The council did not even vote on the matter as no other members would second Stewart’s motion.
Stewart, who was absent from the June 17 meeting when council voted to launch the investigation, told Councilman Randall Johnson she had no idea why council is even doing an investigation.
“I question timing of everything,” she said. “I have not had one person come to me with any kind of allegation, question or statement, and since I have been on this council, I have not seen anything that has brought [Bodker’s] actions into question.”
Johnson told Stewart allegations against the mayor had been brought forth by citizens, members of the business community and city staff.
“I felt it was my obligation to bring [the allegations] forward,” he said. “I’m not going to sweep something like this under the rug.”
Johnson added, “If [Bodker] didn’t do anything wrong — great. I think that’s wonderful. But then bring the information forward. I don’t know why he’s not bringing the information.”
Though Johnson implied some allegations had been brought directly to him, he did not disclose the individuals who made them when asked by Stewart.
Bodker recused himself Monday from all discussion related to the ongoing investigation but said the next morning that he felt the investigation is a run around the city’s ethics ordinance.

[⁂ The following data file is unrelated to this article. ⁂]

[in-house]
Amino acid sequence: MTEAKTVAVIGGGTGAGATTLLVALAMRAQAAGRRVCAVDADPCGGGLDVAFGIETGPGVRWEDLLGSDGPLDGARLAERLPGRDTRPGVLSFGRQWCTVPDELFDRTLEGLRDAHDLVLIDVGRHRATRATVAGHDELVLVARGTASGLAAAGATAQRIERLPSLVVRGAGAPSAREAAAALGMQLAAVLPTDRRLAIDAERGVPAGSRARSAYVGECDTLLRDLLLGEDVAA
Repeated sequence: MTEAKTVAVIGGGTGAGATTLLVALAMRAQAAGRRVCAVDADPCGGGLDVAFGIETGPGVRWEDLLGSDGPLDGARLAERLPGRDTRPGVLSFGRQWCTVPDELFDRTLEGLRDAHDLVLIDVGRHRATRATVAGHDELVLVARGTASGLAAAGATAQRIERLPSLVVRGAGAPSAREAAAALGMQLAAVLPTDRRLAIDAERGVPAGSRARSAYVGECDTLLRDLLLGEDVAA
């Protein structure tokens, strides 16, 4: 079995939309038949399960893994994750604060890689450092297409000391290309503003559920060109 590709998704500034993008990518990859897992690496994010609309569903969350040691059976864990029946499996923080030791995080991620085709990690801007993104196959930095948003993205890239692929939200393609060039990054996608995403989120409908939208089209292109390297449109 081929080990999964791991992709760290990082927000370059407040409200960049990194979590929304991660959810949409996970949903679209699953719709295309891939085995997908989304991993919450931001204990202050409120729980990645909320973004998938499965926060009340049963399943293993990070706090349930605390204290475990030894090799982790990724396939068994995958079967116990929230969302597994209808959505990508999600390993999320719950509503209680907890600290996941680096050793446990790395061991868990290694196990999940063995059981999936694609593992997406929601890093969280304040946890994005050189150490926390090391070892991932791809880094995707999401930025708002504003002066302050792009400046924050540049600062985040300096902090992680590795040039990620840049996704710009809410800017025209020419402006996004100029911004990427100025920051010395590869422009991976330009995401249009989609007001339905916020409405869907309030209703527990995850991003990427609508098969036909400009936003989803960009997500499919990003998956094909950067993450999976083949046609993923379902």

“Our ethics ordinance has a specific prohibition against the pursuit of ethics filings from the time that qualifying starts until the election is certified,” he said. “The reason for that is to prevent an ethics filing from being used as a weapon during a political campaign.”
However, when asked if he would like the investigation to be suspended until after the elections, Bodker said he did not.
“I want to see them actually be proven wrong for not only launching the investigation but for the entire way that this thing has been gone about,” he said.
The municipal elections will be held Nov. 5. Former councilwoman and mayor pro tem Bev Miller is running against Bodker for mayor.